A large number and multiple meanings of today’s society and individual’s needs require from us to accept active art, able to be the avant-garde of most positive efforts of science and humankind in general … It is imposed on us as a necessity that will establish the relations of true human assets within the framework of a higher structural order. Active art will be realized when elements it consists of become identical. Identical does not mean the same, but subjected to higher structural order; the characteristics of elements will match when they are encompassed by the notion of higher structural order. Subjected to a higher structural order, active art should contain all the elements that will make it part of this entire order, on the scale man-planet-space.
(Quoted in ibid., p.123.)

Picelj made a number of black painted reliefs which were similar to Surface IX, such as Surface VI 1961 (Museum of Contemporary Art, Zagreb), Surface XXII 1962 (private collection), Surface XI 1962 (private collection), Surface VII 1962 (private collection), Surface XII 1962 (Museum of Contemporary Art, Zagreb), Surface XXI 1962 (private collection) and Surface XXI 1962 (private collection). He experimented with optical effects by incorporating wooden strips of differing widths and by alternating the depth and regularity of the indentations. As with Surface IX, the vertical elements within each relief lend the work a totemic quality. From 1964 he began experimenting with making reliefs in metal instead of wood, exploiting the reflective and therefore potentially dynamic qualities of his new medium (see, for example, Suasum 1965 [Tate T14676]).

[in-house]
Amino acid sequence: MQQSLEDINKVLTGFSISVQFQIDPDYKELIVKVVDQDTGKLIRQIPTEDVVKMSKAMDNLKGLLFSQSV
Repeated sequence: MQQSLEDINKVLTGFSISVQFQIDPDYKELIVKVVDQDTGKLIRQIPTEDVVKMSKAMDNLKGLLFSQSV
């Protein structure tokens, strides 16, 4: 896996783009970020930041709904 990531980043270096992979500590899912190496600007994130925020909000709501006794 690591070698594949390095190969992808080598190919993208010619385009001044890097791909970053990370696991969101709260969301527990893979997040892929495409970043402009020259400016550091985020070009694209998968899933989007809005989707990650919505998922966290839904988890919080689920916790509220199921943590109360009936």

Surface IX was first exhibited in New York in 1965 at the Howard Wise Gallery, which specialised in constructivist art, kinetic art and light sculpture. It was American art critic Douglas MacAgy who had introduced Picelj’s work to Howard Wise and proposed to Picelj that he exhibit at the gallery. In a letter dated 25 May 1965, MacAgy had written to Picelj noting: ‘Last June I had the pleasure of meeting you in Venice through Madame Denise Rene [a Parisian gallerist specialising in kinetic art and op art] … At that time I knew your work mainly from hearsay and a reproduction or two. But your piece in The Museum of Modern Art’s “Responsive Eye” exhibition [25 February to 25 April 1963] captivated me.’ (Quoted in Museum of Contemporary Art, Zagreb 2014, p.11.) MacAgy’s proposal resulted in the artist sending nineteen reliefs, including Surface IX and Suasum, and three paintings, which were shown in relation to the work of Brazilian constructivist Abraham Palatnik (born 1928) in the exhibition entitled Cinecromaticos by Abraham Palatnik of Brazil; Površine by Ivan Picelj of Yugoslavia: Two One-Man Shows (12 to 30 October 1965). Due to bureaucratic difficulties at the time, it was not possible to transport the works back to socialist Yugoslavia and they remained in storage in New York for over four decades. Thirteen works, including Surface IX and Suasum, were reunited with the estate of the artist in 2013 and exhibited for the first time since 1965 in the exhibition Merci Picelj at the Museum of Contemporary Art (MSU), Zagreb in 2014.

Further reading
Margit Rosen (ed.), A Little-Known Story about a Movement, a Magazine, and the Computer’s Arrival in Art. New Tendencies and Bit International, 1961–1973, Karlsruhe, Cambridge, MA and London 2011.
Merci Picelj. From the Ivan Picelj’s Archives and Library, exhibition catalogue, Museum of Contemporary Art, Zagreb 2014, reproduced pp.10–11.

Juliet Bingham
March 2016